TOKYO Economic growth has resulted in a significant rise in living standards in much of Asia. But the newfound prosperity and associated lifestyle changes have brought with them an unwanted side effect.
A study released by the Asian Development Bank Institute shows that an estimated 1 billion people in Asia and the Pacific are overweight or obese. The problem has reached "epidemic levels," according to the report, and results in the region spending approximately $166 billion annually.
According to the ADBI, economic growth has made food increasingly available at lower prices, increasing the amount of overeating and excessive weight gain. The ADBI defines being overweight as having a body mass index of 25 and obese as having a BMI of 30.
The report says 40.9% of adults in the region were overweight in 2013, compared with 34.6% in 1990. China saw an increase from 13.2% to 27.9%, while the rate in Bangladesh also more than doubled, from 8.0% to 16.9%.
The highest levels were seen in the Pacific islands, where the figure stands at 60.6%.
Many people in countries like Tonga and Samoa are turning to cheap, unhealthy food such as processed meats and soft drinks, according to a CNN report.
Central Asia has one of the highest rates of overweight and obese adults in the region, at 49.25%. In contrast, East, South and Southeast Asia had relatively low rates of 33.06%, 28.85% and 26.3%, respectively.
More worryingly, childhood obesity in Asia and the Pacific has started to take on "unseen dimensions." In 2014, 23% of children in China were overweight or obese, and the figure stood at 22.5% in Malaysia.
The financial implications for health care and the economy as a whole are huge. The sum of direct costs, like medical care, and indirect costs, such as absence from work, have the potential to severely undermine the economic and human development of the region, the report says.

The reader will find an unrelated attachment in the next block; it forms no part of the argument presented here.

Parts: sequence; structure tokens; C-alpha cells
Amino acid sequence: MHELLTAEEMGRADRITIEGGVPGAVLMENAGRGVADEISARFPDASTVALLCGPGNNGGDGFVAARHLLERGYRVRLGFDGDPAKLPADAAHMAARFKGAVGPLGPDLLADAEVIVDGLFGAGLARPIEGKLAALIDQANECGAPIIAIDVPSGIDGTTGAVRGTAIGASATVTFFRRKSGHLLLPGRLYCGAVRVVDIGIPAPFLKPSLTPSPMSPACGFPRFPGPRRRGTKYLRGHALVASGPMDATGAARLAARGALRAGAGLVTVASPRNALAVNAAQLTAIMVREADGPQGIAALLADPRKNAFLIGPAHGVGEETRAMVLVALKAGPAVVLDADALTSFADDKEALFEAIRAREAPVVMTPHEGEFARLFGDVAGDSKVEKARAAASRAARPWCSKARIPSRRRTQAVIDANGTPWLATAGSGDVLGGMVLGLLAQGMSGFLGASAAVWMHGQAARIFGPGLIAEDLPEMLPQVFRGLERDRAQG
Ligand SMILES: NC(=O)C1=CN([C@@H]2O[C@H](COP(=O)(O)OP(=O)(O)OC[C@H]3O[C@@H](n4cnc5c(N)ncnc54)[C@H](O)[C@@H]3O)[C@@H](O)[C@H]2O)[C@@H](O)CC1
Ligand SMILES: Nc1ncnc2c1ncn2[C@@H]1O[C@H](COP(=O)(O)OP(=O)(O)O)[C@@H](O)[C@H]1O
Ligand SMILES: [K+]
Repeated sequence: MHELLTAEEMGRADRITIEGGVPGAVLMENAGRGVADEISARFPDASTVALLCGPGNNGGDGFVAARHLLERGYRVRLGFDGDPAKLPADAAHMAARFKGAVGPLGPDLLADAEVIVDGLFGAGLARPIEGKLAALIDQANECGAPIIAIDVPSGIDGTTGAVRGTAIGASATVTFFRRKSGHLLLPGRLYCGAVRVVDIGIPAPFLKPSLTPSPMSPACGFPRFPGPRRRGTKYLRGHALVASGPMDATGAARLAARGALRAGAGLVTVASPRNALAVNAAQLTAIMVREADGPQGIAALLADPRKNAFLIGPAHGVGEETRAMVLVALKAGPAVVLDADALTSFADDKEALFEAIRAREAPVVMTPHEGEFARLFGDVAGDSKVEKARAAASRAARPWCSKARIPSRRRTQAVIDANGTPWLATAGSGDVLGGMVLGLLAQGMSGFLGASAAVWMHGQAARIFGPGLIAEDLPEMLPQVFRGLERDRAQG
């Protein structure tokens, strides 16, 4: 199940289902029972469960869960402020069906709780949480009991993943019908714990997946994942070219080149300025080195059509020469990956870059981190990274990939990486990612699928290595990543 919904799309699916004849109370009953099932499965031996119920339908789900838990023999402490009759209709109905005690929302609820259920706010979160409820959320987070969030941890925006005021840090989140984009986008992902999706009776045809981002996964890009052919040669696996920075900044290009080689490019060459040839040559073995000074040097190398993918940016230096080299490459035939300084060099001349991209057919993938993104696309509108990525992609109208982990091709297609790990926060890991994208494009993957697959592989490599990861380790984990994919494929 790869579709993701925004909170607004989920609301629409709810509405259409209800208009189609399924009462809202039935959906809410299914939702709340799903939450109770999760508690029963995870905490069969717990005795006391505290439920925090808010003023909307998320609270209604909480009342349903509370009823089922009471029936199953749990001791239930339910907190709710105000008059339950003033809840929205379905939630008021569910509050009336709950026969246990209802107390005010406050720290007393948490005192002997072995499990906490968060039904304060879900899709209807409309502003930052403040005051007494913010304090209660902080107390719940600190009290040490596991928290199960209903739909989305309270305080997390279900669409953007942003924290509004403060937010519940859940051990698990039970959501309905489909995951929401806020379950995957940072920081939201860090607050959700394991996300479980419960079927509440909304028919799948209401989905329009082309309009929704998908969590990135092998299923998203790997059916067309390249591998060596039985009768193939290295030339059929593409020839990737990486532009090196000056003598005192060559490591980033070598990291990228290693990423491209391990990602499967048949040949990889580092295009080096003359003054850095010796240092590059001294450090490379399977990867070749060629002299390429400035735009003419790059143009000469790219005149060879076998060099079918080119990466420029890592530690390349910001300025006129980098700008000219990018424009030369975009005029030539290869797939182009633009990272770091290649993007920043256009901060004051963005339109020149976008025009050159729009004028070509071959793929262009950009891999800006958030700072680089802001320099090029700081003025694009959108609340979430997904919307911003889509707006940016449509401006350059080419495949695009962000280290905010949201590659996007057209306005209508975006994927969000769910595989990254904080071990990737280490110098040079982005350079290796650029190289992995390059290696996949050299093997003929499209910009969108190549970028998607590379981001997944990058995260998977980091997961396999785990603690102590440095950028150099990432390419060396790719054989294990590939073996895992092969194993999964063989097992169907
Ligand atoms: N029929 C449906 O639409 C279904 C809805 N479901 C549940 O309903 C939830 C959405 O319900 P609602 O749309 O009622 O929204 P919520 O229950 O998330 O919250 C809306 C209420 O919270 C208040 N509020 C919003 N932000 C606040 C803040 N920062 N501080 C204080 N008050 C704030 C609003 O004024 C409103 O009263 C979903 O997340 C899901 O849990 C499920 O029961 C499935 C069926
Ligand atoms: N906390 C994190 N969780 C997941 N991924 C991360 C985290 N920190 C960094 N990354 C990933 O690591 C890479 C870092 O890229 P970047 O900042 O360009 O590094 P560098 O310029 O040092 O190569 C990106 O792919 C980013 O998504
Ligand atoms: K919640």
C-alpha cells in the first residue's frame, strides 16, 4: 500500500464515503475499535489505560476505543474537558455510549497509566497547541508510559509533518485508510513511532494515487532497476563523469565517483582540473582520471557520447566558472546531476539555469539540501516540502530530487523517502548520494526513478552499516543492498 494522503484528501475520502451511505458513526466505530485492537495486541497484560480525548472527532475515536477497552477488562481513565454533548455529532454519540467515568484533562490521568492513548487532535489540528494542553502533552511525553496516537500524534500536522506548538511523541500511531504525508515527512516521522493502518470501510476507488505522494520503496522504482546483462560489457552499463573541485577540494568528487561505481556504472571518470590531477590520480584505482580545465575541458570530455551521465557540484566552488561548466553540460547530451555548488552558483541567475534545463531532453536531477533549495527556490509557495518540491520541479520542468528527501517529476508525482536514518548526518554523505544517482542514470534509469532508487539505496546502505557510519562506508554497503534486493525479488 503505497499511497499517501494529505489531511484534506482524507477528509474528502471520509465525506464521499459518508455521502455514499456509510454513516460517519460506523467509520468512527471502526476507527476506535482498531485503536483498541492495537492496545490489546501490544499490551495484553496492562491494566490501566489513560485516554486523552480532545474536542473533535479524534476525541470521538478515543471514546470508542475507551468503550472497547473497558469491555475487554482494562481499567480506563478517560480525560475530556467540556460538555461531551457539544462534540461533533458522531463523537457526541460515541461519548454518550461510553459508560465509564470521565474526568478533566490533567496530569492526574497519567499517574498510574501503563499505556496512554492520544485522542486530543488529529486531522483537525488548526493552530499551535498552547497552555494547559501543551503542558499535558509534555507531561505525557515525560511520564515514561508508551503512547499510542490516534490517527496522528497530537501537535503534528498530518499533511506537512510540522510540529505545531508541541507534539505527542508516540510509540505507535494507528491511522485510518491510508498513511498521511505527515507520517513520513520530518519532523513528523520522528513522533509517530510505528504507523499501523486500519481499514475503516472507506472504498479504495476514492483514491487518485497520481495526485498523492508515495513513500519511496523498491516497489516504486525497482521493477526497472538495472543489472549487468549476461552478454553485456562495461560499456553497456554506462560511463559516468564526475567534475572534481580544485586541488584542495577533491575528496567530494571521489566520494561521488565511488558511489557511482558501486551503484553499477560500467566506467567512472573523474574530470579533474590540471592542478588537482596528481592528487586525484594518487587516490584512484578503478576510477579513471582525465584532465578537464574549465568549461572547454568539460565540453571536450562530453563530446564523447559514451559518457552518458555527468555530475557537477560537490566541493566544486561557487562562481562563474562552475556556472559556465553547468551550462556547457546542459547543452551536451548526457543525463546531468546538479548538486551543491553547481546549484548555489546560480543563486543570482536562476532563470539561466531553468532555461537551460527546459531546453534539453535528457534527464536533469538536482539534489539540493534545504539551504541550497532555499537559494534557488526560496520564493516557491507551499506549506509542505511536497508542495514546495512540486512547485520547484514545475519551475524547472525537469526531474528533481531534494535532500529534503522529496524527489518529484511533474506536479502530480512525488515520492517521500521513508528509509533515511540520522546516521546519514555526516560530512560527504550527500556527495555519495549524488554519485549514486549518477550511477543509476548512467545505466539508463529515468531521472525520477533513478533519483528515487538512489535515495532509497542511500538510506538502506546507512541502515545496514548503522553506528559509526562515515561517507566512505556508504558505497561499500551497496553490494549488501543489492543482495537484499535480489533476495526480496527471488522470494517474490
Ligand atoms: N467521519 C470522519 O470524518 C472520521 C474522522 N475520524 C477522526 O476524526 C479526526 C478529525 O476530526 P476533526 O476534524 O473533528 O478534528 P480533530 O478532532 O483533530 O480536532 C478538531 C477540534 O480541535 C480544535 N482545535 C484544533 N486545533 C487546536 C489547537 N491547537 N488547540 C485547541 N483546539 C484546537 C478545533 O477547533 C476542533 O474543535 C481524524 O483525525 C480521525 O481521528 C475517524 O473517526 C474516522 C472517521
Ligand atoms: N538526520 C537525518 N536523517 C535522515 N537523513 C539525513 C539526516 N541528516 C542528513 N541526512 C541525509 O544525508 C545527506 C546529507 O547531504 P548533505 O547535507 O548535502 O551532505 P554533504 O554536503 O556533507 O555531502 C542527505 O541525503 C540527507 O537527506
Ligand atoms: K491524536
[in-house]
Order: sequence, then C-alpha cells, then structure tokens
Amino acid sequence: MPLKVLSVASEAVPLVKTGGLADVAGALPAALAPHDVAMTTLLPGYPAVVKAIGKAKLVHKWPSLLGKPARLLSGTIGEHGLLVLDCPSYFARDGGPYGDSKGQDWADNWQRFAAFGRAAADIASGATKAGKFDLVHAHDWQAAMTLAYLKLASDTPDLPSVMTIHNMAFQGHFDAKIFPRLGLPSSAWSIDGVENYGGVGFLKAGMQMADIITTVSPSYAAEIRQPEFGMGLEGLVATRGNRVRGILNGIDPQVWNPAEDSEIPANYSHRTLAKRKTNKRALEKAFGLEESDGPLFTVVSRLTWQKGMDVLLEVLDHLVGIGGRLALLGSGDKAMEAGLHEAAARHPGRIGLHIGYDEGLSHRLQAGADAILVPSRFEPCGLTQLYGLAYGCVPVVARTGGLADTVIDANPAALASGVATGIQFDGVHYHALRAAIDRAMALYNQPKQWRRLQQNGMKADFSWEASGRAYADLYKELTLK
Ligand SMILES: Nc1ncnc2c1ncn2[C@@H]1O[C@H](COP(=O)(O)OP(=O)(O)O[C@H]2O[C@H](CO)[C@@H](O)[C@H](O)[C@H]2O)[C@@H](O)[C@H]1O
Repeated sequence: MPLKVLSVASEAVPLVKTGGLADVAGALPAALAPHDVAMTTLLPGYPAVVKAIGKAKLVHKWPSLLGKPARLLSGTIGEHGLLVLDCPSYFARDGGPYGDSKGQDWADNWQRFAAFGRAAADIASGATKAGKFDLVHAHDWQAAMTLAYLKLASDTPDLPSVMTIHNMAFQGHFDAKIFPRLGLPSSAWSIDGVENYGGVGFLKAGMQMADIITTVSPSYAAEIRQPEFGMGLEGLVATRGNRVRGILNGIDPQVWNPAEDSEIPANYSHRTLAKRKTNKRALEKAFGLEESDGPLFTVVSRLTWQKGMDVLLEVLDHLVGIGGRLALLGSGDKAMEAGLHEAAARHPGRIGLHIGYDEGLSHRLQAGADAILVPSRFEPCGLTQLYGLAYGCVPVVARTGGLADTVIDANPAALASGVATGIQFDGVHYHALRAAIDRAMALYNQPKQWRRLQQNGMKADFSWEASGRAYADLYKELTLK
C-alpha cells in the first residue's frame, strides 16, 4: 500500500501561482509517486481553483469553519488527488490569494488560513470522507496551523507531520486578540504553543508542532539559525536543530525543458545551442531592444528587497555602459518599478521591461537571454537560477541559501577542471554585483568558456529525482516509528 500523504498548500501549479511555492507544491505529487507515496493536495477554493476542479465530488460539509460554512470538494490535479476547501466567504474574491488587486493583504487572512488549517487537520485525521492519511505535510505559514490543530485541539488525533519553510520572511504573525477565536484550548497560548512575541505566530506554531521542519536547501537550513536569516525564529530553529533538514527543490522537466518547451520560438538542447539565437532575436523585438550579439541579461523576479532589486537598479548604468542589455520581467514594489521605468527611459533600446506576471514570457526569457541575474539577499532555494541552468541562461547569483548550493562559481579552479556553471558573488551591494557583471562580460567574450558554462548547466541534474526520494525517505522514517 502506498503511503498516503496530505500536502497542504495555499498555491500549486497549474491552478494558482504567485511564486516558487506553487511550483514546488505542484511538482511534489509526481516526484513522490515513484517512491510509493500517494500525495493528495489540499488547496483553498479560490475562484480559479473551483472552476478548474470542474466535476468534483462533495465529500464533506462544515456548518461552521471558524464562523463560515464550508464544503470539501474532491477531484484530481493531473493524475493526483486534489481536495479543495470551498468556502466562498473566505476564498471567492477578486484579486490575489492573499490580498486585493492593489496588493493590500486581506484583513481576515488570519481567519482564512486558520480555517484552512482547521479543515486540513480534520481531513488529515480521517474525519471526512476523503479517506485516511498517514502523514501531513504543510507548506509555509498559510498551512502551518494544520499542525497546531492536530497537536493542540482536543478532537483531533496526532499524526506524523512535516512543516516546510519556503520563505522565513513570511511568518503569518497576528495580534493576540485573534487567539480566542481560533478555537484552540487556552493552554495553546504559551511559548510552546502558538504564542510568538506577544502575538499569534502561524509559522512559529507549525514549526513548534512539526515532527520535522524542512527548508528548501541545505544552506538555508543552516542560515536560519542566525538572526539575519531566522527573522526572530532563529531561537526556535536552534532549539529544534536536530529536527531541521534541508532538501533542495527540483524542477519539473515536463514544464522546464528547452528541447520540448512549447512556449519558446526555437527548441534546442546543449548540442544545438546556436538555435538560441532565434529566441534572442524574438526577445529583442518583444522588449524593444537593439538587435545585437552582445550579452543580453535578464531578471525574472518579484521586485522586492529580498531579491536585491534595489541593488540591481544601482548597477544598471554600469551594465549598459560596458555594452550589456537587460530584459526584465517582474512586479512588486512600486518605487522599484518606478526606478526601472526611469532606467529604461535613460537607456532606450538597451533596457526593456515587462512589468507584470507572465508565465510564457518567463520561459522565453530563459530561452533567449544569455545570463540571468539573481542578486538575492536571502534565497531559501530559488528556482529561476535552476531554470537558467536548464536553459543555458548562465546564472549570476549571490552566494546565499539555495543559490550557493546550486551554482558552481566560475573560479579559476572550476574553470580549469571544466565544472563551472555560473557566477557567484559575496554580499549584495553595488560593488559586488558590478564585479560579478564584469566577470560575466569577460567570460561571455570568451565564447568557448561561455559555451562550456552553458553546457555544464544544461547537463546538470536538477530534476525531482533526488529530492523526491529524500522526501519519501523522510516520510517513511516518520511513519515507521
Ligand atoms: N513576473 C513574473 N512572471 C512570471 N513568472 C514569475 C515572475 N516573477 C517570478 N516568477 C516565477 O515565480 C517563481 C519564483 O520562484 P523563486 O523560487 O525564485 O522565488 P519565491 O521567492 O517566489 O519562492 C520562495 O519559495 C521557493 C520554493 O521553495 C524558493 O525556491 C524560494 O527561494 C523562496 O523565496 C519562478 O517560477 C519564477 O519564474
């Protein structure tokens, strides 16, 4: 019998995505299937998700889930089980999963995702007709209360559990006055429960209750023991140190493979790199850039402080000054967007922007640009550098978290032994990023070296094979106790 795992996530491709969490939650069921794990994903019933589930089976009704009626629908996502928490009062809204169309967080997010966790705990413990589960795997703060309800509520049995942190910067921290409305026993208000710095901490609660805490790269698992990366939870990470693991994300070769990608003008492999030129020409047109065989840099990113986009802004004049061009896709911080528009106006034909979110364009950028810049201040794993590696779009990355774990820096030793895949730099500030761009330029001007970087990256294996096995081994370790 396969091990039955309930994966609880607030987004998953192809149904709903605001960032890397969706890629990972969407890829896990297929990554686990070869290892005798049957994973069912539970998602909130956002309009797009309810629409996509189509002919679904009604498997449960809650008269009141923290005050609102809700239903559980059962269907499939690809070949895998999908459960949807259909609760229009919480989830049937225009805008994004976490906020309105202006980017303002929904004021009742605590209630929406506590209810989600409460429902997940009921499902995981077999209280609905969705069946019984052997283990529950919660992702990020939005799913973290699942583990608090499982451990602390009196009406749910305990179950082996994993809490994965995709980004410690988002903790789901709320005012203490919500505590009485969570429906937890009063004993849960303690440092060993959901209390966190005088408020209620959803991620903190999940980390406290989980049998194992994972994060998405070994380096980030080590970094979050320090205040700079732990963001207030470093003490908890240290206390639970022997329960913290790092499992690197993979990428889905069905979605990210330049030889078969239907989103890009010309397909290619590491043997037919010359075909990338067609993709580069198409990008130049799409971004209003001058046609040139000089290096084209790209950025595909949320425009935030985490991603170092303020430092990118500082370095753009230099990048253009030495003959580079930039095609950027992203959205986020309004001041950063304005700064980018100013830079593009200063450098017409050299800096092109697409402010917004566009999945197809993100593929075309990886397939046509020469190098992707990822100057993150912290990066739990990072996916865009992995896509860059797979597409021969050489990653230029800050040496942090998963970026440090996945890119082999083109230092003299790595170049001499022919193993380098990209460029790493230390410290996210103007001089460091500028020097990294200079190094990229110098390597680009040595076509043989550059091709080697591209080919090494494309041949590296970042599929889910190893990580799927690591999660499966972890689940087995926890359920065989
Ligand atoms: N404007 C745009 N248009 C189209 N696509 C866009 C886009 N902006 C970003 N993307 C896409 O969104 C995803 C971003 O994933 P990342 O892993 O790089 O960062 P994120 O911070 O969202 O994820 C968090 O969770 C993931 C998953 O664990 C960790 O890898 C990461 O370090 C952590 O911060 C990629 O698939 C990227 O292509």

The study estimates that the total associated annual costs are about 0.78% of the gross domestic product of the region, or $166 billion.
The ADBI research found that, while certain Asia-Pacific countries have some of the highest obesity rates in the world, the estimated direct costs remain relatively small compared with countries with lower rates. This implies there are millions of people who are not receiving adequate health care across the region.
The report argues a two-pronged approach is needed to combat the problem, involving both education on nutritional intake and physical activity, and improvements in health care provision.
"In developing countries, overweight people go to primary care centers for co-morbidities, not for weight management. Another obstacle can be that health care facilities are ill-equipped to receive obese patients. Hospital infrastructure needs to be upgraded to handle obese patients," said Matthias Helble, the report author and senior economist at ADBI.
"We should think about how to actively use technologies to fight the pandemic," he added. As an example, he cited smartphones as a tool to encourage physical activity through games such as Pokemon Go or step-counting apps.